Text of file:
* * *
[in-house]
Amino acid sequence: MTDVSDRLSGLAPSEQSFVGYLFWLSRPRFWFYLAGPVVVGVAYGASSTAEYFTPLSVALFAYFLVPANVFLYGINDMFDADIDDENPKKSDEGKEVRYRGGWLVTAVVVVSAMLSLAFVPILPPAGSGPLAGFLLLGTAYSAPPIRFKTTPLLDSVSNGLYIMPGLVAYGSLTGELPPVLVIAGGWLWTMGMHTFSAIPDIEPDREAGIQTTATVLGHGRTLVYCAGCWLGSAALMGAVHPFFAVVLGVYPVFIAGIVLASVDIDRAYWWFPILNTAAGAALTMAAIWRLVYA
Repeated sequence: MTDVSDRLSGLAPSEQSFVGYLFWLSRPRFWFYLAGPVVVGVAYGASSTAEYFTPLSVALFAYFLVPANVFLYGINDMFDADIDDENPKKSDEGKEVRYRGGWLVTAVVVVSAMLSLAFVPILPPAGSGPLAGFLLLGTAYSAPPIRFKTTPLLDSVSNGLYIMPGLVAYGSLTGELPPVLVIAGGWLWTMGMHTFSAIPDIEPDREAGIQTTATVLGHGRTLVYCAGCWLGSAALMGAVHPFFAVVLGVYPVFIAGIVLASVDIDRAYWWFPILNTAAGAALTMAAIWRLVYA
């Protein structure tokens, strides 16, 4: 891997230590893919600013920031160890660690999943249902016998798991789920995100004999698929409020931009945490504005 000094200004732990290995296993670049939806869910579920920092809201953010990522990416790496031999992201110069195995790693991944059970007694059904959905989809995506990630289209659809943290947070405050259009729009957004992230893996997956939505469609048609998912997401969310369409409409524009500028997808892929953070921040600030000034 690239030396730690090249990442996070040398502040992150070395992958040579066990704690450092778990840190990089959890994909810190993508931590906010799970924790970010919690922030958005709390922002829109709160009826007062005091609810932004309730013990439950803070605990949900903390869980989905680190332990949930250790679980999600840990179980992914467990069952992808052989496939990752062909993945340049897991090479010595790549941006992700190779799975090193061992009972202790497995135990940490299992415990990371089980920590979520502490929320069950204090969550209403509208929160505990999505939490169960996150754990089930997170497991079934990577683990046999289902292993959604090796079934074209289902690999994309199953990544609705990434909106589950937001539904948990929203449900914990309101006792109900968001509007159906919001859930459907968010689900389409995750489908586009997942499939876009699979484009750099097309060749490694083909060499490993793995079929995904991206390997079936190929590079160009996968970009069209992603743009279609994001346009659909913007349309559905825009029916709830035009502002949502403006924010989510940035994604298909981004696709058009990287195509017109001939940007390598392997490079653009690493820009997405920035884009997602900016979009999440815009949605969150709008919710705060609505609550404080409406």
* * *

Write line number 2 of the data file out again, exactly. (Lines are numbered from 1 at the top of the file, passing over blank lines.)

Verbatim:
Amino acid sequence: MTDVSDRLSGLAPSEQSFVGYLFWLSRPRFWFYLAGPVVVGVAYGASSTAEYFTPLSVALFAYFLVPANVFLYGINDMFDADIDDENPKKSDEGKEVRYRGGWLVTAVVVVSAMLSLAFVPILPPAGSGPLAGFLLLGTAYSAPPIRFKTTPLLDSVSNGLYIMPGLVAYGSLTGELPPVLVIAGGWLWTMGMHTFSAIPDIEPDREAGIQTTATVLGHGRTLVYCAGCWLGSAALMGAVHPFFAVVLGVYPVFIAGIVLASVDIDRAYWWFPILNTAAGAALTMAAIWRLVYA